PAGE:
OPINION: The Olympic ban on Russian athletes means the International Olympic Committee (IOC) has thrown the concept of "innocent until proven guilty" out the window.
The IOC has upheld the International Athletics Federation's ban on Russian track and field athletes competing at the forthcoming Rio de Janeiro Olympics.
The ban was imposed because the Russians have apparently been running a state-sponsored drugs programme, and some of their athletes have cheated their way to gold medals and world titles.
The problem is that in imposing a blanket ban, the IOC is destroying the Olympic hopes of dozens of Russian athletes who have never failed a drugs test and may very well be entirely innocent.
They are being labelled cheats simply because of the country they represent. That hardly seems just, or in keeping with the Olympic ideal of fair play.
I'm all for hammering drug cheats. In fact, I wish they could be banned for life, instead of the incremental punishments they receive. But sometimes the drugs monitors, primarily the World Anti Doping Agency (Wada), are too rabid.
Tennis star Maria Sharapova is a case in point. She has been suspended for two years after returning a positive test for meldonium during the Australian Open in January.
It was not surprising Sharapova tested positive. She'd been taking meldonium for 10 years, when it was legal. Its status was changed in January. Obviously a lot of athletes never knew - 300 were caught taking the drug in a couple of months.
Common sense would indicate meldonium's changed status was not well enough flagged. But common sense has nothing to do with the issue of drugs in sport. Now Sharapova is being placed by some people on the same pedestal as notorious drugs cheats like Ben Johnson and Lance Armstrong. It's ridiculous.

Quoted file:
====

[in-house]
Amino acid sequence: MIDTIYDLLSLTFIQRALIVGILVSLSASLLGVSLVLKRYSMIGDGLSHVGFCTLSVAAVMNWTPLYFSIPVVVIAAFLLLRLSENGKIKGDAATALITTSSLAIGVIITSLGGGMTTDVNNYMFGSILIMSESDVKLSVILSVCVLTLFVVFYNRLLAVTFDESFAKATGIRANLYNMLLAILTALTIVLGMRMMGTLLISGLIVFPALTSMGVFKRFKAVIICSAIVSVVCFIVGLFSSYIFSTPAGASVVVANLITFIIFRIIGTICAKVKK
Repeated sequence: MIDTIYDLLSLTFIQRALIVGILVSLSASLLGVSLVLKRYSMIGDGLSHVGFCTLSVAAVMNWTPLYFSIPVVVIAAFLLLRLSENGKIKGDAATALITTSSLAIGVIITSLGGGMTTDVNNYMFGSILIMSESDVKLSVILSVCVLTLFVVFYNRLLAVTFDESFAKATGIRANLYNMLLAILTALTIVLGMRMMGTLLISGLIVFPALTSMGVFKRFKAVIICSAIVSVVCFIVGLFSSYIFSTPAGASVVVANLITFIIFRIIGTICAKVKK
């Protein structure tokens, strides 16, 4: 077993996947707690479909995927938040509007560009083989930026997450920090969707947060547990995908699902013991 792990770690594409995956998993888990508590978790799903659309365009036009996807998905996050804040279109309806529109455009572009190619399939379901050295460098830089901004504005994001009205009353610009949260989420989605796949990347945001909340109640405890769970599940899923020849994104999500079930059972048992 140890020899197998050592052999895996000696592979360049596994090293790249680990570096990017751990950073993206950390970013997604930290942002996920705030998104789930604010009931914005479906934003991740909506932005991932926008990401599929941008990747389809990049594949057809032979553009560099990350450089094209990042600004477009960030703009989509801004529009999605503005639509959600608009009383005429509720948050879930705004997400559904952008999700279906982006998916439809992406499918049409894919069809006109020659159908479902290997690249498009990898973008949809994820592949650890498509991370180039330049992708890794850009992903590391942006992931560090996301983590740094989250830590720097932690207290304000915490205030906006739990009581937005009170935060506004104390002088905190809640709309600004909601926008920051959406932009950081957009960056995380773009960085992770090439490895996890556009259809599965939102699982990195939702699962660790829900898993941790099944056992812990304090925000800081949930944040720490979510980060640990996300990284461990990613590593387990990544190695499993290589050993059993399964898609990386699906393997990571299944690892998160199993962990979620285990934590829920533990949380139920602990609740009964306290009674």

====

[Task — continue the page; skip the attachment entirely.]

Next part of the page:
On 15 July, the world anti-doping agency Wada will release the results of another investigation of Russian sport. It seems likely the finger will then be pointed at swimming and weightlifting.
It is entirely possible the entire Russian team will then be banned from the Olympics, not just track and field athletes. Former Wada boss Dick Pound has described that as "the nuclear option". He appears almost eager for that nuclear button to be pushed.
Never mind that even more innocent Russian athletes would be punished.
I'm wondering about the focus on Russia, too. The Kenyans have terrible doping problems at the moment. A string of their top athletes have returned positive tests. The same with the Jamaicans sprinters.
But if you ban Jamaica and Kenya, you would exclude marquee sprint star Usain Bolt and all those brilliant Kenyan distance runners. The Olympic sponsors and television companies that have paid millions of dollars for Olympic rights would not be best pleased.
When the IOC recently retested urine samples from the 2008 Beijing Olympics, it found a further 31 athletes from 12 countries had cheated. Yet nearly all the talk is about the Russians.
The IOC released a statement this week saying it had a "zero tolerance" attitude towards drug cheats.
That's good to know. It was not the case in the 1970s and 1980s, when East Germany was allowed to get away with state-sponsored cheating. Or in the 1990s, when the same thing happened with Chinese athletes and swimmers.
And lest people get the impression drug cheating is a problem mainly in Eastern Europe or in Communist regimes, take a few minutes to read the list of American athletes who have doped. It's not just the big names, like Armstrong and Marion Jones - there have been literally hundreds of American drugs cheats.
If the IOC really wants to make sure no drugs cheats compete in Rio, the answer is simple: ban every country!
Failing that, surely it should limit itself to excluding just the athletes who have been proved guilty. To ban the innocent ones too, just because of the country they represent, is a step too far.
* Joseph Romanos is a long-time sports journalist and broadcaster, and the author of nearly 50 books.